Normally, when we take any transport faster than a bicycle, we feel like we're missing out. Today, we were happy to watch the world go by without having to pedal through it. As we hurtled across the German landscape, we weren't pining away for anything except a bit of fresh air.
"Do you wish you were cycling through that?", we'd ask one another occasionally.
"Nope!" "How about that?"
While we rode, we dug up the Southeast Asian phrasebook I bought over two years ago (where does the time go!?) and have been carrying in my panniers since we left. In preparation for meeting our host, our friend's Vietnamese grandmother, we spent the train ride trying to learn how to say things like "hello", "please," and "thank you" in Vietnamese.
Vietnamese is hard! With rising and falling pitches indicated in the transliterations by varying accents over almost every vowel, we tried our best, but ultimately broke into laughter because we sounded ridiculous. Maybe if we heard it pronounced instead of reading about it, we would be capable of reproducing such sounds, but as it was, it was nearly impossible! Charades will have to do.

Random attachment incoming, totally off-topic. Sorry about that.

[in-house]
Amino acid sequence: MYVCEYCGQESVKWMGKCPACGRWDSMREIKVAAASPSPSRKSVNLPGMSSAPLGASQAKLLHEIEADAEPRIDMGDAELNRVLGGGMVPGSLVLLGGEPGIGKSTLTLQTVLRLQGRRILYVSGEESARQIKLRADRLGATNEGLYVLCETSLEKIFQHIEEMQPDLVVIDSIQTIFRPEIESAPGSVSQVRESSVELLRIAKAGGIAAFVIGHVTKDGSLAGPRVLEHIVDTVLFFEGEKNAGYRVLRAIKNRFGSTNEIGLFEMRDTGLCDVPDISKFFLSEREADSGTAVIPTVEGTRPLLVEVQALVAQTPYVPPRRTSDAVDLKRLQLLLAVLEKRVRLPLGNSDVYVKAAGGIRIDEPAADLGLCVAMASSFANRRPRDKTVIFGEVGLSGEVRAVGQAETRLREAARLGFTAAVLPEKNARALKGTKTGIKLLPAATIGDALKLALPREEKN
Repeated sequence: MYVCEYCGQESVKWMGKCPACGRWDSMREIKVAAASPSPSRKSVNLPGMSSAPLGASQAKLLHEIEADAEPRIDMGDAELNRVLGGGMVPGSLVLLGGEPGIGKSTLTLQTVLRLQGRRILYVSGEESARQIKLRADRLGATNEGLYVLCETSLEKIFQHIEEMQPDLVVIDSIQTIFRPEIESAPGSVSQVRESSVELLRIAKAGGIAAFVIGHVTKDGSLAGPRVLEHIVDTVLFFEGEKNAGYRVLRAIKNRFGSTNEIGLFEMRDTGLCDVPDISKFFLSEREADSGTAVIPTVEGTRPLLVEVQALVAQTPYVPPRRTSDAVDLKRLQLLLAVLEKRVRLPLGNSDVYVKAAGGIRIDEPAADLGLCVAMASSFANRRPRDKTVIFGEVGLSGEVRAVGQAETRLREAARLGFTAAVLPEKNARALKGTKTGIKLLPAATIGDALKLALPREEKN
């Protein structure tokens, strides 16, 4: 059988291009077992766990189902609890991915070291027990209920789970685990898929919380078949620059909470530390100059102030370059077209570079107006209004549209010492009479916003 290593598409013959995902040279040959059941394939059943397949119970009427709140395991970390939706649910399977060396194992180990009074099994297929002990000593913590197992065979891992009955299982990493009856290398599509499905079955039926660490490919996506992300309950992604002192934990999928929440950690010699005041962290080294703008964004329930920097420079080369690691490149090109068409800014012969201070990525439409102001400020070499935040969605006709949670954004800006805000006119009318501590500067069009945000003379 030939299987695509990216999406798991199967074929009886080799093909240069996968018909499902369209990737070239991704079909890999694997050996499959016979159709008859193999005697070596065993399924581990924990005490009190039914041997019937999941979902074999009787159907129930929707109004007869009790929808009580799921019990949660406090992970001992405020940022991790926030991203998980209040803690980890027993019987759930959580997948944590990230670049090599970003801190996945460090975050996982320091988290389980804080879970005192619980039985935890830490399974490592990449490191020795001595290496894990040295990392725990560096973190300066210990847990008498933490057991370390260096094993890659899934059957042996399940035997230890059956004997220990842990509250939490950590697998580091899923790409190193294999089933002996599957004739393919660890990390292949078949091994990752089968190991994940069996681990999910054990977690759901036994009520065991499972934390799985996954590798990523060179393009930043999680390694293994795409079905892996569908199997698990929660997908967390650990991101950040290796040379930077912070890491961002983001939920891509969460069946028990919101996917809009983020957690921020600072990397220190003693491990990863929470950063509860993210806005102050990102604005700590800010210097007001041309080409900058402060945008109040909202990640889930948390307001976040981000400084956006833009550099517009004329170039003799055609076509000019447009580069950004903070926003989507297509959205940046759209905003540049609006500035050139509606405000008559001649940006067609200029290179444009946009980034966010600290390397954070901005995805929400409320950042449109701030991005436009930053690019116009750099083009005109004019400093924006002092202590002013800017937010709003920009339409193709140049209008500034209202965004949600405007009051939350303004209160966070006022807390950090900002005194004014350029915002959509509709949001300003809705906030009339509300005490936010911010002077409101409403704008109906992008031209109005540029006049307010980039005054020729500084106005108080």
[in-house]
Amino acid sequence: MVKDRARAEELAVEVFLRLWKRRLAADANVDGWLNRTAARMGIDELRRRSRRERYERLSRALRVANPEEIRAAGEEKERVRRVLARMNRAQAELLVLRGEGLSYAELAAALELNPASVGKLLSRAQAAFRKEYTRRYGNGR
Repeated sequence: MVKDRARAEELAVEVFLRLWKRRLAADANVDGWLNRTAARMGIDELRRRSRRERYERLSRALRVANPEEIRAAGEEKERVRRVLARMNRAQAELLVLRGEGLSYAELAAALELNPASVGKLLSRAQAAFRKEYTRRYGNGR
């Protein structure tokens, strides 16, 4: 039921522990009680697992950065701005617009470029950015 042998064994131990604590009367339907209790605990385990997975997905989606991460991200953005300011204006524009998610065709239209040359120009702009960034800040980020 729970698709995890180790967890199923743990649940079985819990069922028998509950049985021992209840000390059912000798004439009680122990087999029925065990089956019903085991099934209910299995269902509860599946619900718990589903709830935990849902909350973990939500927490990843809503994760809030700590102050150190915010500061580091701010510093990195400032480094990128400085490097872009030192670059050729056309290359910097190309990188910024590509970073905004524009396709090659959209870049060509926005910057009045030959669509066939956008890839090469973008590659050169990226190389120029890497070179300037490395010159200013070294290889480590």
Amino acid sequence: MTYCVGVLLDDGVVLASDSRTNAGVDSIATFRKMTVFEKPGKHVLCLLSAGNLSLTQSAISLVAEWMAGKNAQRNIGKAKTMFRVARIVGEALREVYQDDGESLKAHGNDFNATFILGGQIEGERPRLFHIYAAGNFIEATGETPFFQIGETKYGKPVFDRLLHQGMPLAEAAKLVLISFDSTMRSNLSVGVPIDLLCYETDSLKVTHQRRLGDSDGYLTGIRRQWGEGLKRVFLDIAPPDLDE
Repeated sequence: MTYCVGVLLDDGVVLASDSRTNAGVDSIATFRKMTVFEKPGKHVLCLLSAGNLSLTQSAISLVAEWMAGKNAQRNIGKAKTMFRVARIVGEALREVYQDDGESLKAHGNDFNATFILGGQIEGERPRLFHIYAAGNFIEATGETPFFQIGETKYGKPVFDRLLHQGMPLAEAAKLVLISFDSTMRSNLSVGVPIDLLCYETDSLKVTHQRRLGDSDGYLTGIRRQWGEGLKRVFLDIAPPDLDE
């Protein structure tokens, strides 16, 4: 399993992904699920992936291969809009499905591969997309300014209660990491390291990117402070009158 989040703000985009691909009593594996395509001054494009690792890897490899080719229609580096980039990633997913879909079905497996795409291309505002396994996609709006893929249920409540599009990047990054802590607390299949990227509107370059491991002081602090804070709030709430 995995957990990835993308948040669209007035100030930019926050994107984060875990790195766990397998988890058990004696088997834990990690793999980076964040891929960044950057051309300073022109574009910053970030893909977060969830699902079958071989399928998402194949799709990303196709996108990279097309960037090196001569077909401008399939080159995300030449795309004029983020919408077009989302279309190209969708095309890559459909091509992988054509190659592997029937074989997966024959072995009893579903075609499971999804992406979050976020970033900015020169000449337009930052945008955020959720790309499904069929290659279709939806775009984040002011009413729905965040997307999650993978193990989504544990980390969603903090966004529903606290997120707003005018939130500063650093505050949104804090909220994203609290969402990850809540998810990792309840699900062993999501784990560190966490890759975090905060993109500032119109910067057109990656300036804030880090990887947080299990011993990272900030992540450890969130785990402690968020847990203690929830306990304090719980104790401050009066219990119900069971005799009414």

When we got off the train in Berlin, we had that excited, giddy feeling we get when we arrive somewhere new. It was rush hour when we left the station, and we joined in a slew of bicyclists all headed home after work. Germany really is a biker's heaven.
We arrived in a nice, shaded neighborhood, rang the bell, and were welcomed with a smile and a hug from ba noi, or grandma, our new host for the next week or so. After a slight faux-pas where we wheeled our bikes into her immaculate house, and put a dirty pannier on a crisp, white bed (oops)… all went well.
Once we were settled, she fed us ginger chicken on massive beds of rice (So. Incredibly. Good.) and then finished off dinner with slices of ice-cold watermelon. We both chuckled a little as we ate it, remembering the last watermelon we'd had. Thank you so much for having us, ba noi!
Tomorrow, the car hunt begins.